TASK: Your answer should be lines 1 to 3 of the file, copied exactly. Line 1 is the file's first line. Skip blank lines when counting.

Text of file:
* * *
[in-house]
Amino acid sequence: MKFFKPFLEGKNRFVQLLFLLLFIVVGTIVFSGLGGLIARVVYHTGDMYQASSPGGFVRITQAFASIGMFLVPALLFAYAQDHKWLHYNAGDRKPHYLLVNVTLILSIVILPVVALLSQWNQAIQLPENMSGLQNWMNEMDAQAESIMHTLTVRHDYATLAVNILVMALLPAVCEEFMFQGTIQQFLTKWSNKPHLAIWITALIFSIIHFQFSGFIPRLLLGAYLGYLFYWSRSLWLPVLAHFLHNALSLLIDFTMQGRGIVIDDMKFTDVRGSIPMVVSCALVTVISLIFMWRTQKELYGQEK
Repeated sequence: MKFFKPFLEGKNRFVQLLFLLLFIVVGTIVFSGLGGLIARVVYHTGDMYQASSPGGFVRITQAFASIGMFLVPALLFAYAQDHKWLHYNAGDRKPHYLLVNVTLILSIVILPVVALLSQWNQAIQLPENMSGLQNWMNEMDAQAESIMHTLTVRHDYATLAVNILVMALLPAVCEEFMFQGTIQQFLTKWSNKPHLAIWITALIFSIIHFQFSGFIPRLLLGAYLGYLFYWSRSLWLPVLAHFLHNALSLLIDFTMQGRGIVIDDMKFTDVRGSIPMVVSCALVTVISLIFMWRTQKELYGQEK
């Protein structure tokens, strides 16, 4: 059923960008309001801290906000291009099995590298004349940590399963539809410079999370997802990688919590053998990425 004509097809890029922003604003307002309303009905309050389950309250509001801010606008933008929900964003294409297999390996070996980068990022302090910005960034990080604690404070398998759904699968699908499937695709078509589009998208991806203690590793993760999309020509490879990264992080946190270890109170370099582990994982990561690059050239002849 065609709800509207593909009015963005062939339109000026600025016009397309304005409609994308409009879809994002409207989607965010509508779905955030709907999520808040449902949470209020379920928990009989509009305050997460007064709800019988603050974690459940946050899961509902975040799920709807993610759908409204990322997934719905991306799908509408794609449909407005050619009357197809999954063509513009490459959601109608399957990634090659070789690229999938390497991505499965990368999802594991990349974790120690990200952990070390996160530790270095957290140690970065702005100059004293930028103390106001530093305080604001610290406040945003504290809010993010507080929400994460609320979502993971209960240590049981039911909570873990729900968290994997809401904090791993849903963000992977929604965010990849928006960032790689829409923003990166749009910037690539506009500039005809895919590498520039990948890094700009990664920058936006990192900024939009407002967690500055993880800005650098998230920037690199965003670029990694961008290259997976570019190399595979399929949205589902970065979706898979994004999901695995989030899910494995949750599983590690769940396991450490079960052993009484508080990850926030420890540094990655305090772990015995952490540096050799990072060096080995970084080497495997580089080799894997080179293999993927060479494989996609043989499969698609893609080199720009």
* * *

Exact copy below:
[in-house]
Amino acid sequence: MKFFKPFLEGKNRFVQLLFLLLFIVVGTIVFSGLGGLIARVVYHTGDMYQASSPGGFVRITQAFASIGMFLVPALLFAYAQDHKWLHYNAGDRKPHYLLVNVTLILSIVILPVVALLSQWNQAIQLPENMSGLQNWMNEMDAQAESIMHTLTVRHDYATLAVNILVMALLPAVCEEFMFQGTIQQFLTKWSNKPHLAIWITALIFSIIHFQFSGFIPRLLLGAYLGYLFYWSRSLWLPVLAHFLHNALSLLIDFTMQGRGIVIDDMKFTDVRGSIPMVVSCALVTVISLIFMWRTQKELYGQEK
Repeated sequence: MKFFKPFLEGKNRFVQLLFLLLFIVVGTIVFSGLGGLIARVVYHTGDMYQASSPGGFVRITQAFASIGMFLVPALLFAYAQDHKWLHYNAGDRKPHYLLVNVTLILSIVILPVVALLSQWNQAIQLPENMSGLQNWMNEMDAQAESIMHTLTVRHDYATLAVNILVMALLPAVCEEFMFQGTIQQFLTKWSNKPHLAIWITALIFSIIHFQFSGFIPRLLLGAYLGYLFYWSRSLWLPVLAHFLHNALSLLIDFTMQGRGIVIDDMKFTDVRGSIPMVVSCALVTVISLIFMWRTQKELYGQEK